Riting For Cops
Jim has a background in military aviation, specializing in combat rescue and close air support. His opinions are his alone and do not reflect the policy or position of the Air Force or Department of Defense, and no references here should be interpreted as an endorsement of any product or service by any government agency.
The subtle, contextual cues that guide our instincts are often tough to put our finger on, but they are also the reason we might approach one person or situation differently than another. The last thing we want to do is leave those decisions up to someone else’s interpretation. It is difficult to teach what stress, deception, and threatening body language look like in training.
One of the key flaws in civilian tactical training is how much time and effort we put into shooting and fighting skills and how little time and effort we put into conflict resolution. If all we teach is shooting, and the one tool in your “toolbox” is carbine skills, then the whole world might tend to look like a shooting range to you. That is a dangerous habit pattern…
In July 2016 a police officer in Minnesota stopped a car and the driver informed the officer that he was armed. The driver was apparently reaching for his wallet, but the officer perceived that he was reaching for the gun. The officer gave him instructions to not reach for it, the driver said that he wasn’t, and somewhere in the mix the officer shot and killed him. The driver’s name was Philando Castile. The officer was charged with manslaughter but was acquitted by a jury. He was fired by his agency.
- Take a Class – Once you get established in your career, look into opportunities for self-improvement. See if your agency will fund you taking an English or writing class at the local college. A class like that may or may not help your career by itself, but if you take it seriously, the improvement in your writing will be noticeable.
- Read a Lot – The fastest way to become a better writer is to read more. Try to knock out a novel a month at first. Go pick up five magazines that you would never read otherwise. Notice not just what they are saying, but how they are saying it.
- Read to Edit – Take a look at reports (and even facebook posts) that other cops have written. Try to spot the errors and areas for improvement. It will help you catch your own errors.
- Have Five Different People Review Anything Important – You know which reports and which cases are going to get hot. When you write those reports, have a couple of different people read and critique them before you submit.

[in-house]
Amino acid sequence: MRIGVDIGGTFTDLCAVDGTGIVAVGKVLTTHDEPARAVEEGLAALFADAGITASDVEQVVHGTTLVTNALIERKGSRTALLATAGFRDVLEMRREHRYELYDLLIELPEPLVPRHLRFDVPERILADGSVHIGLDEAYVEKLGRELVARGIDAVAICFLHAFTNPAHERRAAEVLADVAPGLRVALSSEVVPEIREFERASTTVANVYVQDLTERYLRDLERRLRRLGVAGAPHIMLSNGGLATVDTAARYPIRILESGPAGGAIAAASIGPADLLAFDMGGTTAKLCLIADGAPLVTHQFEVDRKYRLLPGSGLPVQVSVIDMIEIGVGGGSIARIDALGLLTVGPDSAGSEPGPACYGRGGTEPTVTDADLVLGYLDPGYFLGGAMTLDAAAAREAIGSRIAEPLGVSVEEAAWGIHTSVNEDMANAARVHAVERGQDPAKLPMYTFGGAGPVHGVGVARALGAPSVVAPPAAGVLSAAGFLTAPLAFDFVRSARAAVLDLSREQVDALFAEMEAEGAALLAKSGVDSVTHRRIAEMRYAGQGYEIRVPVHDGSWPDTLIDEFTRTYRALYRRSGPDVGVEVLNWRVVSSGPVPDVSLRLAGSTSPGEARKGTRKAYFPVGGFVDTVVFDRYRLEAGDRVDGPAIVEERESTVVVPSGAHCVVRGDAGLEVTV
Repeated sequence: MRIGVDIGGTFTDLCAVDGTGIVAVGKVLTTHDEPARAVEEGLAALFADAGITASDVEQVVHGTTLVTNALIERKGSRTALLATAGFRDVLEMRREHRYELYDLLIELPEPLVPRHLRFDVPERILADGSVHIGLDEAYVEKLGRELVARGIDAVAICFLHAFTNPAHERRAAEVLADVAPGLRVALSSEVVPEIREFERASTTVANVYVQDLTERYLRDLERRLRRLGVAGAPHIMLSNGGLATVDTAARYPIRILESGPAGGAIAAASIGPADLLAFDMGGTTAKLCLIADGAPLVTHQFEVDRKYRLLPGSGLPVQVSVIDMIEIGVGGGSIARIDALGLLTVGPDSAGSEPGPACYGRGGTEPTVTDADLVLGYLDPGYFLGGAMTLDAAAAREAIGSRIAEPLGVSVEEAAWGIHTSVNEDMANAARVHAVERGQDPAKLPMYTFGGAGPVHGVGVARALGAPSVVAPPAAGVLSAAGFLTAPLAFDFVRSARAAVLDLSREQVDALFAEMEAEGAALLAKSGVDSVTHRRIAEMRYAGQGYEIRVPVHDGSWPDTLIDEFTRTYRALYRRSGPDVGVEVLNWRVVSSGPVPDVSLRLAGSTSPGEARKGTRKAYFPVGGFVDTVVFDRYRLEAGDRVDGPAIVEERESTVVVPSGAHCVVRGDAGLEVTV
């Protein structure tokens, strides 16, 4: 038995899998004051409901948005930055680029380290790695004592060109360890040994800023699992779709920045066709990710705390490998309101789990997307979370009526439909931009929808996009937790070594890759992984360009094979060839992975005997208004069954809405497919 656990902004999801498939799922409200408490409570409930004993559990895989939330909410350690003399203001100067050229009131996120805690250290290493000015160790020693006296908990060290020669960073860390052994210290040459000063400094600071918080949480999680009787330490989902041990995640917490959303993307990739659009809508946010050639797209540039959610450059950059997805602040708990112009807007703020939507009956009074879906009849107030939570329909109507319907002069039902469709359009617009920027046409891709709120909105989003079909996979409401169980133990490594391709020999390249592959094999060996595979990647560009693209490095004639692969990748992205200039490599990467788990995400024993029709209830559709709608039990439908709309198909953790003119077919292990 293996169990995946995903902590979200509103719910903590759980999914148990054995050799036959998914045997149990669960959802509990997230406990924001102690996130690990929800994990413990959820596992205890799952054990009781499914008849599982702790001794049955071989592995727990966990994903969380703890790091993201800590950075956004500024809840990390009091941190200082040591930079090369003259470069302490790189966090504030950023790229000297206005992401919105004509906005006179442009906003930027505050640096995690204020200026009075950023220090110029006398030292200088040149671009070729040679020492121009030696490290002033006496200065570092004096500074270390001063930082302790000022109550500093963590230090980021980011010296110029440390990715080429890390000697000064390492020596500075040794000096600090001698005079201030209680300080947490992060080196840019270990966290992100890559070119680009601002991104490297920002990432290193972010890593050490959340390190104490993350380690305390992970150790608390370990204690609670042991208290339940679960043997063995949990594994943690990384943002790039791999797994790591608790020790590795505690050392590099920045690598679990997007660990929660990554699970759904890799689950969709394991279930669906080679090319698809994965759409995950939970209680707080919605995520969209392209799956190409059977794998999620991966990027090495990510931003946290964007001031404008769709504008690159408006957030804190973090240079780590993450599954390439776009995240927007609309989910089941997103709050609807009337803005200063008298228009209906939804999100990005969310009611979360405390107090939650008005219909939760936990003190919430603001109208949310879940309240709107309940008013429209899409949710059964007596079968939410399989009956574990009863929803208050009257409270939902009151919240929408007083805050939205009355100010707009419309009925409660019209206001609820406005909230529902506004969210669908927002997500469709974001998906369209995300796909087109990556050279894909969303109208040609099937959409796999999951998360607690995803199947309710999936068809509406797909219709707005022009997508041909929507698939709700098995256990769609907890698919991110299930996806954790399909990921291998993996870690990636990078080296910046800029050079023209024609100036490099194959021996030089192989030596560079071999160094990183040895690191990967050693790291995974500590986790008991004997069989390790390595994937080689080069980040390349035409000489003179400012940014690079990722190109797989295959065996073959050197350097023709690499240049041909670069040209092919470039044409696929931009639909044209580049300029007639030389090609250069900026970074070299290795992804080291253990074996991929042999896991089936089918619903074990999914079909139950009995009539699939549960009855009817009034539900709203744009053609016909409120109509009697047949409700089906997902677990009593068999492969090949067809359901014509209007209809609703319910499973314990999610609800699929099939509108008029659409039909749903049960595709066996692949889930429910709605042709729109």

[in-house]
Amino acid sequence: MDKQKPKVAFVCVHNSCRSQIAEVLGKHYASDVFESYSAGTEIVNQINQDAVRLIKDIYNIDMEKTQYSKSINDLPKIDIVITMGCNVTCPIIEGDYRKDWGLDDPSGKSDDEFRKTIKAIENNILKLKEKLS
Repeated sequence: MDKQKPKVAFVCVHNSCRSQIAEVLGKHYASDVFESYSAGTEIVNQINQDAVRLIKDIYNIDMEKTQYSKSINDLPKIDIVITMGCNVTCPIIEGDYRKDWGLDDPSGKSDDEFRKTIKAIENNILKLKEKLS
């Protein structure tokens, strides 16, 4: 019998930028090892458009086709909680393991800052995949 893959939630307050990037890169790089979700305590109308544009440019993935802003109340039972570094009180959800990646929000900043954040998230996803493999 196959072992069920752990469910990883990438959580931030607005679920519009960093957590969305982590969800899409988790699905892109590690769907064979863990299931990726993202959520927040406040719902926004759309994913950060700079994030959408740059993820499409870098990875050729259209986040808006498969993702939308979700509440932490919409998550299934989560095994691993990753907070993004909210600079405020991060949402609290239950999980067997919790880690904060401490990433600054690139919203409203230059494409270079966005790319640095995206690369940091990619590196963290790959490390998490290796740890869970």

- Read it Out Loud – When you read it out loud, does it sound stupid? Then it is stupid. Fix it.
- Force Yourself Into an Outline – You may be held to the format of a standard form or agency rules about what to cover, but start out by figuring out what you are trying to convey. Consider communicating in a format like “5Ws” (Who, What, Where…), or FIRAC (Facts, Issues, Rules, Analysis, Conclusion), and always try to put the bottom line up front (BLUF). If you are writing a report about how someone committed a crime, write out how their actions met every element of that particular crime – go open up the book if you need to, it will make your life easier when it gets to the lawyers.
- Write Like You Are Explaining it to Your Mom – Most jurors don’t know what OC Spray is, they don’t know what a blood choke is, they don’t know what a Terry Search is. They don’t know shorthand like ETOH or Code 3.
- Use First Person and Active Voice – You can say “I” in writing. You can also indicate personal cause and effect without accepting blame. For example, “As he pulled a gun, he was shot by officers on scene.” Sounds like your agency is trying to distance itself from what actually happened. It sounds like bureaucratic weasel-speak. It is the agency version of “Those aren’t my pants.” Instead, try: “The subject pulled a gun and the officers shot him.”
- Use Spell and Grammar Check – Those are brilliant tools. If you are hand writing a report, you can even use your smartphone to check the spelling and grammar of a tricky sentence.
- Separate Facts from Conclusions – You want your report to be written in facts, and you need to label your conclusions. For example, “I interpreted x, y, and z as an indication that he was not being truthful, so I ____.”
“While making contact with the caller, she told me she was threatened by a man with a gun and that the subject was sitting in his car across the street. I made sure she was safe, and then went to make contact with the subject. As I approached his car, he exited the driver door and postured himself in a fighting stance, but with his hands low near his waistband. I directed him to show me his hands and he immediately lunged at me, quickly closing the 20 foot distance. As he got within distance to strike me, I used a Widget brand electronic taser device to stop his momentum and bring him to the ground. He appeared agitated but otherwise healthy and compliant as I put him in handcuffs and placed him in the back of my patrol car. About two minutes later, I noticed he appeared to be convulsing and I immediately requested emergency medical support while I rendered aid to him in the field. I got him out of the car, conducted an assessment and determined he was having a major medical episode. Following my training, I attempted to protect his head as he thrashed. EMS arrived and transported him. I learned later that night that he died at the hospital.”